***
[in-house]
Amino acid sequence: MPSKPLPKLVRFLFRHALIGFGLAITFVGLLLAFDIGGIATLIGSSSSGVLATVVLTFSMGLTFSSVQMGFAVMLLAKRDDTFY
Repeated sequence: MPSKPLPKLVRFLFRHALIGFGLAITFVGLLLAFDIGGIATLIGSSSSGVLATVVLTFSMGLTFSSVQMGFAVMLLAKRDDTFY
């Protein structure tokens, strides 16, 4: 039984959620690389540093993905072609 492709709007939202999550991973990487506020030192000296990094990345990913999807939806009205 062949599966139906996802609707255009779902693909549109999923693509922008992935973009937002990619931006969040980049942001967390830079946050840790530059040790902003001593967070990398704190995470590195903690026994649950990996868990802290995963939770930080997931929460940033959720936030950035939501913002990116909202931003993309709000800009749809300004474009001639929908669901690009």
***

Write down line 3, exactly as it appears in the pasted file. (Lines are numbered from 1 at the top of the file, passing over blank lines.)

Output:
Repeated sequence: MPSKPLPKLVRFLFRHALIGFGLAITFVGLLLAFDIGGIATLIGSSSSGVLATVVLTFSMGLTFSSVQMGFAVMLLAKRDDTFY